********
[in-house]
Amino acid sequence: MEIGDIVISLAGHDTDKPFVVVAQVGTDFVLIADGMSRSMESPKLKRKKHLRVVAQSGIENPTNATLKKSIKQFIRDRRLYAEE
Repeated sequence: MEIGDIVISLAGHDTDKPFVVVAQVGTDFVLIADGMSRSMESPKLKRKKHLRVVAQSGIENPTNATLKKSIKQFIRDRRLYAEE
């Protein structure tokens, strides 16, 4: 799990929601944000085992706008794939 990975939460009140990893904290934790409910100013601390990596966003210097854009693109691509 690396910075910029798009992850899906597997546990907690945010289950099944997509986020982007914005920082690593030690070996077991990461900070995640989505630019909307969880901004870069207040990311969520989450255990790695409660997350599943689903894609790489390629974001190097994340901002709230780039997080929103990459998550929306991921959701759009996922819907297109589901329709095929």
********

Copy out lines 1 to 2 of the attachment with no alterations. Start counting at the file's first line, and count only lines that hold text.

[in-house]
Amino acid sequence: MEIGDIVISLAGHDTDKPFVVVAQVGTDFVLIADGMSRSMESPKLKRKKHLRVVAQSGIENPTNATLKKSIKQFIRDRRLYAEE